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I Forge Iron

Patrick Kerns

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Everything posted by Patrick Kerns

  1. JME - thanks for the tips. If I were to disassemble it, how should I go about ensuring the worm gear and the shaft are aligned properly?
  2. Update - lagging a bit in my own breakdown efforts. My 400 is really stupendously coated in grim and greasy grit. I've decided I'm going to have to disassemble it completely after I took a look at the gears and found there is SAND in the gearbox mixed in with the copious grease and oil. I won't sleep well at night if I don't get every last grain of sand out of the machine because I assume the bearings will seize up in a year or two of normal use. I've gotten the dust caps off and removed the rear fan shaft lock nut. Pictures are attached. You can probably see some of the pitting on the rear fa
  3. JME, that is MASSIVELY helpful. Thank you so much. Also, the pipe wrench worked like a charm on the bearing dust caps, thank you for the recommendation.
  4. Bo T, I think that is where most of the noise on my 400 is coming from as well. Glad I'm not the only one overhauling one of these ancient machines.
  5. I knew there was a reason I should have kids - someone to work the forge blower!
  6. David and Bo T, thanks for the suggestions. I'll pick up some penetrating oil to replace the 3 in 1 I've been using and try a pipe wrench. Need to get a pipe wrench (all the plumping I've done has been PVC).
  7. For those of you who have restored 400's, how quiet can you reasonably expect them to be after a rebuild? I have a very dirty but functional 400 and I am trying to decide if it's worth doing a complete rebuild or if I should just give it a deep clean without disassembling the mechanism. Currently it moves air well, turns >1 revolution after I stop turning but makes a odd grinding/scraping noise at operating speeds. The fan seems to have no clearance issues with the case. Will post a video tonight with the noise.
  8. Those are some nice finds, how do they run?
  9. Bo T, let me know if you have any luck getting the fan nut off. I just got a 400 myself and am stuck at that step. Any advice for getting the dust caps off?
  10. Wow, excellent forge. Love the legs. Will probably go back to the drawing board this weekend and post up a new design. I appreciate everyone's input! Also, David - did you use to live in Hampden and make those decorative railings around the neighborhood? I was up in Westminster yesterday buying a blower off a guy and he mentioned there used to be a blacksmith in Hampden.
  11. Nice work! Hope you don't have to move it around too much! Also, how did you make your clinker breaker?
  12. Arkie, how are your sideboards attached? Also, just got a great deal last night on a Champion 400 blower - it moves air but is grinding a bit so apparently I'm rebuilding a blower this weekend! Whoo hoo! Wheels are clearly the way to go.
  13. Glenn - thanks for the advice. I certainty considered adding wheels, and I may still do it. Unfortunately the back porch stairs I would need to get the forge up features at least one >1 foot steps (yeah, my house is a collection of weirdness) so I would probably need to use a piece of ply to make a ramp. But at least that way the forge could chill on my back porch when not in use. Definitely worth thinking about.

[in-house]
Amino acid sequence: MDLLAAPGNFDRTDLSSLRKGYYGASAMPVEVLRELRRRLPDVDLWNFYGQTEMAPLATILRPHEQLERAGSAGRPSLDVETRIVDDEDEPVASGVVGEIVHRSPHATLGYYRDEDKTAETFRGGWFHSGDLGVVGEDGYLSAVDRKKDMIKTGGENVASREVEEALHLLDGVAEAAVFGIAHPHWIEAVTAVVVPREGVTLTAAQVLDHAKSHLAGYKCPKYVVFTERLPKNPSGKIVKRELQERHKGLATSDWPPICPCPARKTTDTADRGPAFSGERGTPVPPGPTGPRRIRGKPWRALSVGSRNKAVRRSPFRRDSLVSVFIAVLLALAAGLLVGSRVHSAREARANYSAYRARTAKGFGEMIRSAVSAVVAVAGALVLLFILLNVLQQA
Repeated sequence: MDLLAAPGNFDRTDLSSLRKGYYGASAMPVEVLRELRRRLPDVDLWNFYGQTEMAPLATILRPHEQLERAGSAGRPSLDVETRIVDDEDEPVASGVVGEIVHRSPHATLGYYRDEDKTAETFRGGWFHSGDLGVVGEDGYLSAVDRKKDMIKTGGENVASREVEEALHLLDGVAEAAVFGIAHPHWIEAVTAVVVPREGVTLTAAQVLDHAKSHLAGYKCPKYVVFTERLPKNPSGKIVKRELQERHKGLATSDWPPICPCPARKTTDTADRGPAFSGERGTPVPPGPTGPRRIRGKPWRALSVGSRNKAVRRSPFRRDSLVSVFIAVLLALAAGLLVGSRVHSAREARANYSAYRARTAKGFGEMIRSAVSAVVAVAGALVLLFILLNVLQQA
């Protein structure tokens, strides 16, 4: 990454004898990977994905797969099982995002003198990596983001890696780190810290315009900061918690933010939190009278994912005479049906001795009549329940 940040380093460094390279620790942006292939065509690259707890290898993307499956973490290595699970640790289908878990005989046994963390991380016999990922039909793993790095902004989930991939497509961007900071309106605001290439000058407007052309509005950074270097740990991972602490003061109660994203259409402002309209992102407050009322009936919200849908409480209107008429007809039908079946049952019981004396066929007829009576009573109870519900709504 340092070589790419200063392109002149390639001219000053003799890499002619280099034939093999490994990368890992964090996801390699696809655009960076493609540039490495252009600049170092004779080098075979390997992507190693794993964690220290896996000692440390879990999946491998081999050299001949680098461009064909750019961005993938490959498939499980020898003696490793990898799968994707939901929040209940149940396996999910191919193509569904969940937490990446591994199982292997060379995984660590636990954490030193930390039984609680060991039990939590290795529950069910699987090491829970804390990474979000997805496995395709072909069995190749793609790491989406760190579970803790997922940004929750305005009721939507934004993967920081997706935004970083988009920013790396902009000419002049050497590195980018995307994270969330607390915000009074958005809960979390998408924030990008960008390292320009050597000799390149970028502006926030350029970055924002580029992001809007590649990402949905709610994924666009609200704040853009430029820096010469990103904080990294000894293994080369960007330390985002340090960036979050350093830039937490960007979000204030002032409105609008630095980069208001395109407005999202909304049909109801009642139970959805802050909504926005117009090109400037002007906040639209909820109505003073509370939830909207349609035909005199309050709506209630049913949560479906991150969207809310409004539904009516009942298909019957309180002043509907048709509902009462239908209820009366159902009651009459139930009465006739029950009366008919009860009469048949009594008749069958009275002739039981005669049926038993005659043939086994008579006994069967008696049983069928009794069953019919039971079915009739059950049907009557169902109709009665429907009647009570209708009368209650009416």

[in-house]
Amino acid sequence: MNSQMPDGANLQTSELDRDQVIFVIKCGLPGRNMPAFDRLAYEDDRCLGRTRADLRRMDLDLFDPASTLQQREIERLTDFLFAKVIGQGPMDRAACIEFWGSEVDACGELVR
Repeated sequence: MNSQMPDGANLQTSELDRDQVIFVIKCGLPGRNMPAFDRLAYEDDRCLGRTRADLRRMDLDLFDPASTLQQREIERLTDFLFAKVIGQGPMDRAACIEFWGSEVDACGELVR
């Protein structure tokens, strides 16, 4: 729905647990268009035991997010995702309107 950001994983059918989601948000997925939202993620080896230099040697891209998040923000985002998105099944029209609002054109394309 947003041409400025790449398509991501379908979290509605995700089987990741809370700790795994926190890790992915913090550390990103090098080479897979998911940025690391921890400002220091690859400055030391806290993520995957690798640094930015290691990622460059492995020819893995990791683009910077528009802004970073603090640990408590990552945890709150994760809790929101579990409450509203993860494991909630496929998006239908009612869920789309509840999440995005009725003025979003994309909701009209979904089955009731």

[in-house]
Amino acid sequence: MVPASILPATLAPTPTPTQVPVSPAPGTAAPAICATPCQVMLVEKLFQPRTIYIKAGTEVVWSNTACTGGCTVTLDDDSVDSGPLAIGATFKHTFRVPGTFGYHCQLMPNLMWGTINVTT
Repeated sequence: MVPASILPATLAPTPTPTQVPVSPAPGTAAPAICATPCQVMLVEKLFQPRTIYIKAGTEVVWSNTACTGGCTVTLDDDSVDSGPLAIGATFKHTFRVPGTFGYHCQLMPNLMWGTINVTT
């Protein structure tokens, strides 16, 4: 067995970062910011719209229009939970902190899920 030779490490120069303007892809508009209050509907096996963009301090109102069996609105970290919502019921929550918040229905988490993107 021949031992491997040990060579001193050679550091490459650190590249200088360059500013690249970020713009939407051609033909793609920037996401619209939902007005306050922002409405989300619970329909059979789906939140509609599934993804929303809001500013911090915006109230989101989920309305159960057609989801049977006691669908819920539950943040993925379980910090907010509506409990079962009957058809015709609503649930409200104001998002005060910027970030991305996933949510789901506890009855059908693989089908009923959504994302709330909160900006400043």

14. Arkie - Yes that's the hope, bigger size tables seem to be a nice luxury but it seems like the chief drawback to the classic brake drum forge is no extra room for coal. And at 2 x 3 feet I can probably get a decent propane grill cover and I may just be able to leave the forge outside. But I'll still need the folding feature to get it home in my trunk :).
  15. Mr. Einhorn, That's a very kind offer, I appreciate it and will take you up on it! See you on the 27th! Patrick
  16. Arkie, thanks for the tips! The whole thing will probably be a little smaller than it looks in the picture - probably only about 2 feet x 3 feet because of weight concerns. I'll probably use only 3/16 rather than 1/4 plate for the top as well. It will break down into the top, folding table, two bottom crosspieces, firepot, 2" pipe tuyere/ashdump assembly, and the blower, so it will probably be managable. By my calculations the top piece should weight about 54 pounds (2 x 3 foot of 3/16 should weight about 46 lbs plus 8 pounds for the 1 x 1 x 1/8 angle iron around the edges). Jim - much apprec
  17. Hello! I'm gearing up for blacksmithing and will be taking some local courses in Blacksmithing and welding here in the Baltimore Area. I have a backyard where I can smith but I need to be able to move the forge up some stairs into my basement at the end of the weekend. So I've set out to design a folding coal forge. Any comments/suggestions are appreciated! The top will be some light plate steel, probably 1/8 or 3/16 inch with some angle-iron welded around the edge to keep the coal on the table. Square or round stock pegs will be welded to the base of the plate to allow it to sit on top of
  18. Hello! I'm starting in on Blacksmithing as a new hobby after several attempts over the years (burned my hand in high school shop using the gas forge). I've signed up to take a beginner class with my local guild - Blacksmith Guild of Central Maryland, but the class isn't until October and I'm itching to get started. Have also signed up for a beginning welding class here in Baltimore so I can assembly my forge after than - will be posting some plans in the coal forge section. Big challenge after that is going to be getting something like a starter anvil (probably some railroad track or an excava
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